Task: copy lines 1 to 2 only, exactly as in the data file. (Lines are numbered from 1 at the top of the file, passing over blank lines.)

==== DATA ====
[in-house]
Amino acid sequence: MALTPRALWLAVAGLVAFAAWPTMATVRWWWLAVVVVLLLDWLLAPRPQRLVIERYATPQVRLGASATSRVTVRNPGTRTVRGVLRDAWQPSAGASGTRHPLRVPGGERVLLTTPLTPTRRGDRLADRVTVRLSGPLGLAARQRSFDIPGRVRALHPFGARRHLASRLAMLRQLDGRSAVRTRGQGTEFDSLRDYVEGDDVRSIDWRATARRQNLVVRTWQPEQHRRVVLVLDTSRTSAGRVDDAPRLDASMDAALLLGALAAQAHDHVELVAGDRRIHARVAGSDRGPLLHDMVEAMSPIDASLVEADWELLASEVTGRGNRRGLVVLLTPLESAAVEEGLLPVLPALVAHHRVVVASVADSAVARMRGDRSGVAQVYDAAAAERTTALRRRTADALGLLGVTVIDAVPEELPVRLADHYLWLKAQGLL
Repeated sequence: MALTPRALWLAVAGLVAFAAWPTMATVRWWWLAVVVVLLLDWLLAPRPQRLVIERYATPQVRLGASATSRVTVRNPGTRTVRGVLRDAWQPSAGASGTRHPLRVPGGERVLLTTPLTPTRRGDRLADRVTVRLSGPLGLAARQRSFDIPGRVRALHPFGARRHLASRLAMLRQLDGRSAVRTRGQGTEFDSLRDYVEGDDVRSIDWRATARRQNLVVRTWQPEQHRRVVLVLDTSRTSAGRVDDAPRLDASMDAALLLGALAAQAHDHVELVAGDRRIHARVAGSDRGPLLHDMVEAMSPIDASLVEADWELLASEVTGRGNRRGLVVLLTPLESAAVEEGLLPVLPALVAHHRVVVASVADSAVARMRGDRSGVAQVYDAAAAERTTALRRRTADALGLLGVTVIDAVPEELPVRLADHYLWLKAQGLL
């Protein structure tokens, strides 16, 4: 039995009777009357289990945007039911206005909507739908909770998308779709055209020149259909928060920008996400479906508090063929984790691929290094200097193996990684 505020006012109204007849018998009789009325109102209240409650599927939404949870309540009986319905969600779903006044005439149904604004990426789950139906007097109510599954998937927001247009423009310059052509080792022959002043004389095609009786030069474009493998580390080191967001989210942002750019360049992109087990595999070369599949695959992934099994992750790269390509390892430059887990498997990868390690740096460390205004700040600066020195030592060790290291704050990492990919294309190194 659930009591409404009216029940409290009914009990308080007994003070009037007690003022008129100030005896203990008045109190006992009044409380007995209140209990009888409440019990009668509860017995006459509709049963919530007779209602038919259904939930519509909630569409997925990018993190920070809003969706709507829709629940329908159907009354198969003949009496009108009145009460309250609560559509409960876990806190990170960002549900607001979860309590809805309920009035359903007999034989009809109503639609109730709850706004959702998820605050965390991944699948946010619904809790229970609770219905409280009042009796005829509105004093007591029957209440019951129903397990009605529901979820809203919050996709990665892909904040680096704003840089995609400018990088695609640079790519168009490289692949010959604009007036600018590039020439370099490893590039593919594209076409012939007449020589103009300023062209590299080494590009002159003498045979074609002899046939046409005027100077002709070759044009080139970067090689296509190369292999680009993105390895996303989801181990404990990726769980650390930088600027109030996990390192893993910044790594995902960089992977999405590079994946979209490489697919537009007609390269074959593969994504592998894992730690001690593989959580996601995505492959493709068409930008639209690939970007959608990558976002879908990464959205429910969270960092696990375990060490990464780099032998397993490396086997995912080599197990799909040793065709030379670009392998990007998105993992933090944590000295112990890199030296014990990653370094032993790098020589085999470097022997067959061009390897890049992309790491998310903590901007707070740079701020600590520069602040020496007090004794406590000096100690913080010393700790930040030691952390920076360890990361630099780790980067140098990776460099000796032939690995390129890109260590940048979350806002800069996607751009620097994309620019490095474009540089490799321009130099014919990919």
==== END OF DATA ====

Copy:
[in-house]
Amino acid sequence: MALTPRALWLAVAGLVAFAAWPTMATVRWWWLAVVVVLLLDWLLAPRPQRLVIERYATPQVRLGASATSRVTVRNPGTRTVRGVLRDAWQPSAGASGTRHPLRVPGGERVLLTTPLTPTRRGDRLADRVTVRLSGPLGLAARQRSFDIPGRVRALHPFGARRHLASRLAMLRQLDGRSAVRTRGQGTEFDSLRDYVEGDDVRSIDWRATARRQNLVVRTWQPEQHRRVVLVLDTSRTSAGRVDDAPRLDASMDAALLLGALAAQAHDHVELVAGDRRIHARVAGSDRGPLLHDMVEAMSPIDASLVEADWELLASEVTGRGNRRGLVVLLTPLESAAVEEGLLPVLPALVAHHRVVVASVADSAVARMRGDRSGVAQVYDAAAAERTTALRRRTADALGLLGVTVIDAVPEELPVRLADHYLWLKAQGLL